The demo version of "Strawberry Fields Forever" is a gentle reminder than aside from all the studio tinkering, this is one of Lennon's loveliest melodies. The "Take 7" version features one of the most interesting minutes of music on the entire Anthology series. Although some of the tape loops are present, the sound is mostlythe Beatles using in-studio percussion to create a psychedelic coda. Incidentally, you can quite clearly hear Lennon saying "Cranberry sauce" in this take -- unlike his utterance in the Magical Mystery Tour version of the song, there's no mistaking it for "I buried Paul."
"A Dayin the Life"
It's fascinating to hear the curtain pulled back on this one. At this stage in the recording of "A Day in the Life," the orchestra hadn't entered the picture, so we learn what they were using as a placeholder in between the demos of Lennon and McCartney's verses. Instead of the orchestral climaxes, we hear a repeated chord played from lowest to highest on a piano while assistant Mal Evans counts off the bars, his voice reverberating with echo.
"Happiness Is a Warm Gun"
This demo is worth listening to just to hear Lennon flub his guitar chords and sing, "Mother Superior jumped -- oh shit." This slower version also finds Lennon ad-libbing about his then-new love, Yoko Ono. "Yoko Ono no," he sings, followed by, "Yoko Ono yes." So yes, even John was making Yoko Oh No/Yoko Oh Yes jokes back in the day.
When the White Album dropped, people wondered where the hell the Beatles' crushingly loud "Helter Skelter" came from. Not only was there no antecedent in their arsenal, but there was precious else in rock music that had gone this hard before. This early recording of the proto-metal classic -- the lightning-fast lead guitar isn't yet present -- shows how the song started as a bluesy, plodding guitar number that grows into a hard, muscular song. Since early metal grew out of blues-rock played extremely loud and slow, it makes sense that the Beatles stumbled upon the metal sound in the same way Black Sabbath and Blue Cheer did.
This one isn't worth hearing for its musical value, but for what it reveals about the group at the time. While rehearsing his admittedly simplistic sing-along "Teddy Boy," McCartney is berated by Lennon, who mocks the nursery rhyme-ish tune as Paul attempts to record it. Lennon starts out by adding(presumably unwanted) voices to the song, before he starts singing bits of "The Hokey Pokey" and "Swing Your Partner Round and Round" while McCartney plays. Macca later admitted he dropped the song from the Let It Be sessions because the rest of the band just wasn't having it; it was included on his debut solo album McCartney.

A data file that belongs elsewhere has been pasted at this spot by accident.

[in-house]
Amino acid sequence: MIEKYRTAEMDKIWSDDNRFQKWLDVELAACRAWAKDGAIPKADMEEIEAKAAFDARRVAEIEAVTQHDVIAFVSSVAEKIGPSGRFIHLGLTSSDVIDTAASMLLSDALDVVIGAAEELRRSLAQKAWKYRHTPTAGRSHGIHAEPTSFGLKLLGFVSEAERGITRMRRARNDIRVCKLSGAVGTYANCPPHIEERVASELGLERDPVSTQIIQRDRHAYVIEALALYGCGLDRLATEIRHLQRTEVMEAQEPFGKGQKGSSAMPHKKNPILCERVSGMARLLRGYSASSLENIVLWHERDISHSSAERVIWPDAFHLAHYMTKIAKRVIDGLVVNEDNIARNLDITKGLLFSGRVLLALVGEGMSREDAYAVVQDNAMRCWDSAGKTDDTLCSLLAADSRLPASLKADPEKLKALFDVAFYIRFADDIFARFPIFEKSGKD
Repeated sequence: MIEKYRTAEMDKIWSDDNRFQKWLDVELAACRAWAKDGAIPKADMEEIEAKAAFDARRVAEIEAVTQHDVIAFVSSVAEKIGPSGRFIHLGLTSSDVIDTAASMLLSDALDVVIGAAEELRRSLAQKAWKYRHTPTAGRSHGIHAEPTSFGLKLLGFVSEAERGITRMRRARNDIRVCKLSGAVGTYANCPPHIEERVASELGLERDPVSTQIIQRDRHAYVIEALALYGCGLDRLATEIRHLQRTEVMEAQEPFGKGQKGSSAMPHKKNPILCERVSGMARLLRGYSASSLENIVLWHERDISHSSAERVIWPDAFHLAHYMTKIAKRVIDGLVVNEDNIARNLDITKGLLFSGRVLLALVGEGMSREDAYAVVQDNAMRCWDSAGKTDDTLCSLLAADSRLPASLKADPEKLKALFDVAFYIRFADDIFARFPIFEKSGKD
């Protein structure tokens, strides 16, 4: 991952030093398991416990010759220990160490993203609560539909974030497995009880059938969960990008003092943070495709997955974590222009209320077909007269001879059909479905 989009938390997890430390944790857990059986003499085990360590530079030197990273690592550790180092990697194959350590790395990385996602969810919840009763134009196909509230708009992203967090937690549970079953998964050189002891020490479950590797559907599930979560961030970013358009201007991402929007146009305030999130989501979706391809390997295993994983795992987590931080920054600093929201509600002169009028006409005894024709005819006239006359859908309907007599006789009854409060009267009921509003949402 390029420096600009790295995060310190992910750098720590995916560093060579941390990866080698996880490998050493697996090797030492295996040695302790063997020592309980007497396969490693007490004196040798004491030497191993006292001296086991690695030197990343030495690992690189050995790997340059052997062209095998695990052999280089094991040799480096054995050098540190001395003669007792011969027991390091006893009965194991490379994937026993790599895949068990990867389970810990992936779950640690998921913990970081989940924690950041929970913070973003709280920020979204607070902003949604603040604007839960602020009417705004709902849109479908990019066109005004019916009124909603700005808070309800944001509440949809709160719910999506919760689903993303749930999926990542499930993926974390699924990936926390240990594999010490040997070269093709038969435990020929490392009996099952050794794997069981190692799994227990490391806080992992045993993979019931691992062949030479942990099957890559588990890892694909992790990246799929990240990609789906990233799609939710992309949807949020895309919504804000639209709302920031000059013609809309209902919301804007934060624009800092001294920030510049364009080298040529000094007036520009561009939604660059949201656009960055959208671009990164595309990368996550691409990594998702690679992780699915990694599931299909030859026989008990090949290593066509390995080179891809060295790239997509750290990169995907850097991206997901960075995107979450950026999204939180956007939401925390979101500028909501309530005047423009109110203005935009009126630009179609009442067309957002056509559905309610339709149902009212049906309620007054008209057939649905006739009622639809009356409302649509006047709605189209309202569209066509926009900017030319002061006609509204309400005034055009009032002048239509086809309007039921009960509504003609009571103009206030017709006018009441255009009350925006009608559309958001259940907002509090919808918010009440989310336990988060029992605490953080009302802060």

During this run through of the Abbey Road classic, we listen as Lennon learns that Yoko Ono's divorce finally went through. Instead of stopping the recording, John takes over lead vocal from Paul, singing about finally getting his romantic freedom to the tune of "Oh! Darling": "I'm free this morning, the paper told the lawyer it's okay," he ad-libs.
There are two versions of "Glass Onion" in the Anthology series. The second one is musically closer to the White Album version than the first, but it's radically different at the end. Instead of George Martin's nervous strings carrying the song out, the track ends with a massive glass-shattering noise and a sports announcer screaming "it's a goal!" on repeat.
McCartney flubs this early take on the acoustic storytime number by singing about a doctor "sminking of gin" instead of "stinking of gin." But instead of throwing in the towel and starting over, he laughs and keeps singing, rewriting the lyrics on the fly to address the gin sminking situation before finding his way back to the real lyrics.
"What's the New Mary Jane"
A surrealistic White Album leftover from John, the titular "Mary Jane" is generally assumed to be a reference to marijuana. Supporting that is the fact that the second half of the song plays like an acid trip, with atonal instrumentation taking the place of the song's simple melody as random samples and voices cascade back and forth across the speakers. At the end of the ambient portion, Lennon says, "Let's hear it before we get taken away."
While Lennon delivers the album version with a cool detachment, he sings this take like his life depends on it. In full rock mode, his vocal cords scratch at his upper Little Richard regions during this take. At the end, we hear some alternate lyrics for the song; we also hear Lennon crack up laughing at the surrealistic absurdity of the words he's delivering.
Honorable mention: On Anthology 1,
skip to 2:33 on "Till There Was You" to hear Lennon's hilarious intro to "Twist and Shout": "Would the people in the cheaper seats clap your hands, and the rest of you just rattle your jewelry."